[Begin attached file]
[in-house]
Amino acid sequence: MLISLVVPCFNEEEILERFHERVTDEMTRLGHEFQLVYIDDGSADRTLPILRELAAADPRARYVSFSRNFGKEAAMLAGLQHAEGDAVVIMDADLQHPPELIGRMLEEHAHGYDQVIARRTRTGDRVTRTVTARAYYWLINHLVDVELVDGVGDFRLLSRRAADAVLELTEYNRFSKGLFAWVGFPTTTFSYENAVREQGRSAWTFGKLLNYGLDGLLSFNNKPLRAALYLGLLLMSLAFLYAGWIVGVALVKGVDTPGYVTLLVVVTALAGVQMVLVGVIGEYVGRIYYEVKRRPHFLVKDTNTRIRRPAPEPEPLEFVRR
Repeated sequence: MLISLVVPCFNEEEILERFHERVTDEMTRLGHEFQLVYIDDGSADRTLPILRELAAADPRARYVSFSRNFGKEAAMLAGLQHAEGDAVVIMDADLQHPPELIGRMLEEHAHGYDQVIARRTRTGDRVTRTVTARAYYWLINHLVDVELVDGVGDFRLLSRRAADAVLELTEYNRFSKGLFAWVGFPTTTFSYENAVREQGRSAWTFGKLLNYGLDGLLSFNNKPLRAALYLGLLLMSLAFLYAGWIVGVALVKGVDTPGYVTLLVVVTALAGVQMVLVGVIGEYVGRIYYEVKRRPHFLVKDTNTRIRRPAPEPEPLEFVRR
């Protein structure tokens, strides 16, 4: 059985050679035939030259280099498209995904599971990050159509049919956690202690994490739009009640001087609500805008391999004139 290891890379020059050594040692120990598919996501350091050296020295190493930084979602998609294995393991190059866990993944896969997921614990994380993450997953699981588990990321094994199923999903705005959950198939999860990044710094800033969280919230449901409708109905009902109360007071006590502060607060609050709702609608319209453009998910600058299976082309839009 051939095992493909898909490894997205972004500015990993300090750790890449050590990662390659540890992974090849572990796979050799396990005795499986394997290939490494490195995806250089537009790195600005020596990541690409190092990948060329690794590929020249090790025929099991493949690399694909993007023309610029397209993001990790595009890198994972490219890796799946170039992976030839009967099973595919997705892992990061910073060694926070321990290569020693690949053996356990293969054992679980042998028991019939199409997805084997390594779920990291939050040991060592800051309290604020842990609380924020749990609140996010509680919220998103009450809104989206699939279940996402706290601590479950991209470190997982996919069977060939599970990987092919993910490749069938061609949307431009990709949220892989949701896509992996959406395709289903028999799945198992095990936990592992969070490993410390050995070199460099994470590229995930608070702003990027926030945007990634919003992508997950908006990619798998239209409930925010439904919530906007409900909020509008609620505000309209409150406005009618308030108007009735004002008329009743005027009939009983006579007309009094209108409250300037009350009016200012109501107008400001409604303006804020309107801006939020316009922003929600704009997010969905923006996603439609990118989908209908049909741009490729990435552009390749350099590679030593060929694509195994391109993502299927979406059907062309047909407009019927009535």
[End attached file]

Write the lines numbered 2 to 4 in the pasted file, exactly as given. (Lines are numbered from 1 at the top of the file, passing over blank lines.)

Amino acid sequence: MLISLVVPCFNEEEILERFHERVTDEMTRLGHEFQLVYIDDGSADRTLPILRELAAADPRARYVSFSRNFGKEAAMLAGLQHAEGDAVVIMDADLQHPPELIGRMLEEHAHGYDQVIARRTRTGDRVTRTVTARAYYWLINHLVDVELVDGVGDFRLLSRRAADAVLELTEYNRFSKGLFAWVGFPTTTFSYENAVREQGRSAWTFGKLLNYGLDGLLSFNNKPLRAALYLGLLLMSLAFLYAGWIVGVALVKGVDTPGYVTLLVVVTALAGVQMVLVGVIGEYVGRIYYEVKRRPHFLVKDTNTRIRRPAPEPEPLEFVRR
Repeated sequence: MLISLVVPCFNEEEILERFHERVTDEMTRLGHEFQLVYIDDGSADRTLPILRELAAADPRARYVSFSRNFGKEAAMLAGLQHAEGDAVVIMDADLQHPPELIGRMLEEHAHGYDQVIARRTRTGDRVTRTVTARAYYWLINHLVDVELVDGVGDFRLLSRRAADAVLELTEYNRFSKGLFAWVGFPTTTFSYENAVREQGRSAWTFGKLLNYGLDGLLSFNNKPLRAALYLGLLLMSLAFLYAGWIVGVALVKGVDTPGYVTLLVVVTALAGVQMVLVGVIGEYVGRIYYEVKRRPHFLVKDTNTRIRRPAPEPEPLEFVRR
């Protein structure tokens, strides 16, 4: 059985050679035939030259280099498209995904599971990050159509049919956690202690994490739009009640001087609500805008391999004139 290891890379020059050594040692120990598919996501350091050296020295190493930084979602998609294995393991190059866990993944896969997921614990994380993450997953699981588990990321094994199923999903705005959950198939999860990044710094800033969280919230449901409708109905009902109360007071006590502060607060609050709702609608319209453009998910600058299976082309839009 051939095992493909898909490894997205972004500015990993300090750790890449050590990662390659540890992974090849572990796979050799396990005795499986394997290939490494490195995806250089537009790195600005020596990541690409190092990948060329690794590929020249090790025929099991493949690399694909993007023309610029397209993001990790595009890198994972490219890796799946170039992976030839009967099973595919997705892992990061910073060694926070321990290569020693690949053996356990293969054992679980042998028991019939199409997805084997390594779920990291939050040991060592800051309290604020842990609380924020749990609140996010509680919220998103009450809104989206699939279940996402706290601590479950991209470190997982996919069977060939599970990987092919993910490749069938061609949307431009990709949220892989949701896509992996959406395709289903028999799945198992095990936990592992969070490993410390050995070199460099994470590229995930608070702003990027926030945007990634919003992508997950908006990619798998239209409930925010439904919530906007409900909020509008609620505000309209409150406005009618308030108007009735004002008329009743005027009939009983006579007309009094209108409250300037009350009016200012109501107008400001409604303006804020309107801006939020316009922003929600704009997010969905923006996603439609990118989908209908049909741009490729990435552009390749350099590679030593060929694509195994391109993502299927979406059907062309047909407009019927009535």